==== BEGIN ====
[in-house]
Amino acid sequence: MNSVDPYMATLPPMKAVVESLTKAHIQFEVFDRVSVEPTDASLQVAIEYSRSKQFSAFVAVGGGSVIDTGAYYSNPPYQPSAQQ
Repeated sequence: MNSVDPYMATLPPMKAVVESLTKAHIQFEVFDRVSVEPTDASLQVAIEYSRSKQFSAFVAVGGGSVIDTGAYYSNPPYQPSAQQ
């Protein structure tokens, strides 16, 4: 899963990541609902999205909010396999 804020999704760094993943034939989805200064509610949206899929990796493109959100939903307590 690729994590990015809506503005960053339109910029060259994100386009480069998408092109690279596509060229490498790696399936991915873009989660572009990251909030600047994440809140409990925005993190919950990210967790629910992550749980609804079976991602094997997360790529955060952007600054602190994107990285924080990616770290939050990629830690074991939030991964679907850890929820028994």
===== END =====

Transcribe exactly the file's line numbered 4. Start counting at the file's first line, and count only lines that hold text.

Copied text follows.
């Protein structure tokens, strides 16, 4: 899963990541609902999205909010396999 804020999704760094993943034939989805200064509610949206899929990796493109959100939903307590 690729994590990015809506503005960053339109910029060259994100386009480069998408092109690279596509060229490498790696399936991915873009989660572009990251909030600047994440809140409990925005993190919950990210967790629910992550749980609804079976991602094997997360790529955060952007600054602190994107990285924080990616770290939050990629830690074991939030991964679907850890929820028994």